A flexible solar panel, which is less costly to install than traditional panels, will not compromise the structural integrity of your home. They are lightweight and versatile, making them highly portable and useful during trips. Manufacturing flexible panels is affordable compared to conventional solar panels, and the material used is recyclable after the lifespan of the panel is complete.

Before buying a solar panel, you need to consider the durability, cells used, quality and efficiency, lamination used and how to improve durability.

Renewable Energy Jobs and Careers

With the massive increase in interest in renewable energy, many new jobs and careers are appearing in this industry. We will discuss several of the major categories, and provide some of the issues that said areas will be focused on in the near future. If the immediate future is a bigger concern for you, you can look for current jobs listing posted here.

 

Research

Currently there is extensive research occurring on many aspects of renewable energy, such as how to allow it to better suit our needs a modern, industrialized country, as well as on how to squeeze the maximum possible efficiency out of all of the latest developments and breakthroughs. Another large area of research that isn’t directly considered renewable energy research, but that directly impacts the industry, is the research of new and more efficient batteries. With some recent dire predictions of the world’s supply of lithium running low, especially as Elon Musk plans to dramatically increase production of electric cars, with his recently introduced affordable Tesla Model 3. Lithium is a main component of our most energy dense variety of battery, the lithium-polymer battery, and with lithium-sulfur batteries being the main candidate for replacing LiPo batteries as the next step in commercial battery production, a replacement for lithium is a big issue that needs researching.

 

Engineer

While the research is producing many breakthroughs in renewable energy, it’s the engineers that take these brilliant new solutions and develop commercially viable ways to use produce them. As many of the new breakthroughs feature exotic materials that are hard to work with and produce, the engineers of tomorrow have their work cut out for them as they work tirelessly to apply these ideas into making this world a better place.

 

Install and Maintenance

Once all the research and development is said and done, it’s the job of the installers to allow the general use of these products and to help ensure the implementation of these new ideas goes along smoothly, and stays on the pace needed to help to protect the environment as these new, better technologies replace the old, polluting ones. Once installed, it comes down to the men and women who maintain these sources of renewable energy to ensure the electricity keeps flowing and electric cars keep humming along. Many maintenance crews face new and unique challenges they won’t see anywhere else working in any other fields. These include making sure the giant blades on wind turbines keep on working properly, usually hundreds of feet above the ground, and ensuring that the ethanol used to run cars in a more eco-friendly manner continues to be properly refined and distributed.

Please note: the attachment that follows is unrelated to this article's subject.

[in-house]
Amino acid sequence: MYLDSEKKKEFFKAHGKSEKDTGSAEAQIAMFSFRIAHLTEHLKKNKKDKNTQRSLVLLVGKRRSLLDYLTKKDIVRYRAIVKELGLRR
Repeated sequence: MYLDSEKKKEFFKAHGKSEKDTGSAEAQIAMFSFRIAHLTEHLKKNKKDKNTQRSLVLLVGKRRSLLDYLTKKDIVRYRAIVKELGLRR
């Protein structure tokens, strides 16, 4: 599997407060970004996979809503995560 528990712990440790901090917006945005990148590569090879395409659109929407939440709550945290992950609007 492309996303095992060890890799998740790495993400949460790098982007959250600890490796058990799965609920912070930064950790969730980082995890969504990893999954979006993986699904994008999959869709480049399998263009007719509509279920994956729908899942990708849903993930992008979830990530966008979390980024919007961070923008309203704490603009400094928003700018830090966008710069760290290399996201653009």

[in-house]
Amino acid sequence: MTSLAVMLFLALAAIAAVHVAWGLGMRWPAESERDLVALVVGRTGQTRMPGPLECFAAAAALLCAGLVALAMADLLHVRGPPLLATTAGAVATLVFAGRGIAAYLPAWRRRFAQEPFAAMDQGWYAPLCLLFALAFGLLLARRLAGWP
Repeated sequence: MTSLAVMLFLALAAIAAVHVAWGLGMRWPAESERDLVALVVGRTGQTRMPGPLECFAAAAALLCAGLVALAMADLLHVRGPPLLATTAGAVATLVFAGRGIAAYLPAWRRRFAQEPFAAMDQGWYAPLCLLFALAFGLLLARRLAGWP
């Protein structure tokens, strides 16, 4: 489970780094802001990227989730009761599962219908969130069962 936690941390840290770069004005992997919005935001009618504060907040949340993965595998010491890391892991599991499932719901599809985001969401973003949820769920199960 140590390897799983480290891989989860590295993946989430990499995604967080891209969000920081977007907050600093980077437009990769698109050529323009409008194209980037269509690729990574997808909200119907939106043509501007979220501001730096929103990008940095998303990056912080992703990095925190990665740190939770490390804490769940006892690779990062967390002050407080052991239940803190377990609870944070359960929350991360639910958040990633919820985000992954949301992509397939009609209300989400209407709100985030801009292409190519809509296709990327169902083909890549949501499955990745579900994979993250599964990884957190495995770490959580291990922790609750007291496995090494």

The Natural Gas Fracking Jobs Bubble Burst and its Results

As horizontal drilling has become more commercially viable, and with the increased push towards making the United States energy independent, the production of natural gas has exploded in the United States during the past few years. Recently, however, the bad press surrounding the hydraulic fracturing process, as well as the recent drop in oil prices, have lead to the popping of the fracking bubble.

While this may not seem important in regards to the energy jobs field as a whole, the results could be dramatic. This is a result of a compound of several factors all at once. First of all is the obvious one; as the bubble pops, all the lucrative new jobs that were created will disappear. This leads to a second devastating impact that can easily be overlooked; the recent surge in popularity in college degrees related to the field of hydraulic fracturing, such as petroleum engineering, will enter a job market that was a lucrative field hiring anyone who was even remotely qualified to one where the opportunities are sparse, and the wages are nowhere near as lucrative as before.

The shale oil deposits are quickly depleted, so as the easily accessible gas pockets are removed, new wells must be drilled at an increasing rate to maintain the same amount of natural gas being extracted. By 2020, the major reserves will be largely depleted, and by 2040 will be well below the amount predicted by the U.S. Energy Information Administration (EIA). This is compounded by the fact that half of the natural gas producers that were predicted by the EIA. This will accelerate the popping of the natural gas bubble as investors notice the major discrepancies that will appear between the overly optimistic predictions and the actually results, and will lose faith in the industry. This failure to meet the predictions will likely result in at least a slowing of hiring by the oil companies, if not outright layoffs, depending on the severity of the under performance and how much natural gas is actually extracted.